1. The revamp of Beavis and Butthead wherein they pan shows like Jersey Shore, et al, is probably something that I will watch. I don't know why. Raincoat Jed likes to send me links to things that spark my interest, like anything that involves the quote, “If they did this chart long enough, they could find out how herpes began.”
2. I don't know if it's because I'm getting older, but apparently my body hates corn chips like Godzilla movies hate continuity.
3. I noticed that someone posted a link to this gem:
"Two classic fairytales have been re-imagined or “sweetened” rather for today’s tots: , “Rapunzel,” by Sarah Gibb and “Twelve Dancing Princesses” by Brigette Barrager. According to The New York Times, these authors have assumed a “gentler” narrative for these gorgeously-illustrated picture books. Yet, despite tactics to make these stories more kid-accessible, sexist attitudes about women and passivity remain.
Pamela Paul at The Times observes:
'As Gibb would have it, the princesses are passive innocents and unaware of the spell – sleepdancing, as it were. They can be rescued only by the handsome young cobbler, Pip, who toils away mending their worn-out shoes. This ends — can you guess? – in a joyous wedding between Pip and the princess Poppy. “And, of course, they all lived happily ever after.” Very attractively, though inactively, so.'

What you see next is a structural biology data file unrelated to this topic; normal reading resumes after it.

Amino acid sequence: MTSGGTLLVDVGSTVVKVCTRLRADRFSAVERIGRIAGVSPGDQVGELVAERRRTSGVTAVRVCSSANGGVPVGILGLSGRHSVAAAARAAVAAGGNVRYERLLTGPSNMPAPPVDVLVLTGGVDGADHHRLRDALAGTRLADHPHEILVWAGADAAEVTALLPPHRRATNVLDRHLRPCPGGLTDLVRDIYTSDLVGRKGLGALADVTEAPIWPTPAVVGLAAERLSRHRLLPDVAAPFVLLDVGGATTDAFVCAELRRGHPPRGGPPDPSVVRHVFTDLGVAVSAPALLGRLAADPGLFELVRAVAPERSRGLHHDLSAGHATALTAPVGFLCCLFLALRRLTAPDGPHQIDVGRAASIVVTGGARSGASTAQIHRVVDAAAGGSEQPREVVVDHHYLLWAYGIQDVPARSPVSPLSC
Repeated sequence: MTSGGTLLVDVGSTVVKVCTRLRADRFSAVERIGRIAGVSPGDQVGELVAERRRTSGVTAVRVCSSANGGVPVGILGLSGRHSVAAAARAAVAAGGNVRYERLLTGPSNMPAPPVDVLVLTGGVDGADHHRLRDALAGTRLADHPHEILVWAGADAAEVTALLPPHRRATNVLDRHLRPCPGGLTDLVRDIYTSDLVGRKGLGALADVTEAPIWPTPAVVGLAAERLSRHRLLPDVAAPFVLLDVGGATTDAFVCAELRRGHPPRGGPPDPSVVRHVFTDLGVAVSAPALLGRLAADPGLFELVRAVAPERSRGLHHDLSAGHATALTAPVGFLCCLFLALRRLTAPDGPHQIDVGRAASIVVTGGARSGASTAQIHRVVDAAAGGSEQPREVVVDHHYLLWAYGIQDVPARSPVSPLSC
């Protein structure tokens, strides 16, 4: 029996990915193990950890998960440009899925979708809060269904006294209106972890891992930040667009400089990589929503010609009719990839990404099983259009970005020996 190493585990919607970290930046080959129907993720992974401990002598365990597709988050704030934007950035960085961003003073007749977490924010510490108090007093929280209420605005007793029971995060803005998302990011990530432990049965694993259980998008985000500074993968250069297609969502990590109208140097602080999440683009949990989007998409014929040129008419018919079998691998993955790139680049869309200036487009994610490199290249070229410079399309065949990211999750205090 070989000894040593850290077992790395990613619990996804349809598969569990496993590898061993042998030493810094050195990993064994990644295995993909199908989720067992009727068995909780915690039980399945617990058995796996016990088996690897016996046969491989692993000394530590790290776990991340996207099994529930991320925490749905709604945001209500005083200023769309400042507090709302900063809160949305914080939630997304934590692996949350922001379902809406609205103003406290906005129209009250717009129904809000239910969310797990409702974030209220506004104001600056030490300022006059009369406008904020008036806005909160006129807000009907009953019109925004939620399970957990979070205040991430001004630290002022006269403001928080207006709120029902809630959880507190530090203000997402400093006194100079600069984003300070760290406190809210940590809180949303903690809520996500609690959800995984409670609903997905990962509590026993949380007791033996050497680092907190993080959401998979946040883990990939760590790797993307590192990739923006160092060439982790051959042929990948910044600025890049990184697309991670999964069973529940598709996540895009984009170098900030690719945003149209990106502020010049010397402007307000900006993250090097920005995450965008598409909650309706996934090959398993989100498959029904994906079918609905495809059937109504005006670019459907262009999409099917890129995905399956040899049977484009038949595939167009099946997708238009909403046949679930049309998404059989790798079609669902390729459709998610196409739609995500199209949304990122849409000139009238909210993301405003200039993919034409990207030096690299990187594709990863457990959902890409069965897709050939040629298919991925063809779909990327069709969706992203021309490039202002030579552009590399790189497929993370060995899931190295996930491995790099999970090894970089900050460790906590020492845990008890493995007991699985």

I find it quite telling that sex and violence have been removed from these tales but stereotypes about women remain a kosher part of storytelling. There may no graphic scenes in these picture books but children learning that “passive” princesses can only be rescued from spells by a “handsome young cobbler” is just as damaging. Revamp indeed. Reads like the same old trajectory to me."
First of all, I’ve read the original “Twelve Dancing Princesses.” It is quite possible that it’s been “softened” because there’s not many parents who want to read a story to their daughters about a bunch of chicks who sneak out to party every night. This does not bespeak sexism.
In fact, it looks an awful lot like:
Yeah, that stamp? It may show up a lot.
As another (female) commenter put it:
“So…you wanted them to actually tell a different story? Should only the aggressive princesses have been saved? Should they have scorned the man, and belittled him, before declaring him worthless and then rescuing themselves? Perhaps the prince should have been nerdy and sensitive and passive to his ball-busting career princess, maybe even changing HIS last name this time around? Don’t you think you’re reaching a little to find the insult in this? What kind of damage does this cause again? Let me get this straight: you believe this encourages little girls to believe that passivity is required in order to win the affections of a handsome man…which is wrong…but you wouldn’t assume that this story teaches little girls that magic spells are real, right?? Why does it teach one concept, but not the other? Why not assume that little girls would learn that dancing is bad because you have to be rescued from it? Why wouldn’t they assume that the story is telling them that dancing is fun, and handsome men are lame for interrupting?? Its just so arbitrary to assume that ALL little girls will discern THAT particular message from a story.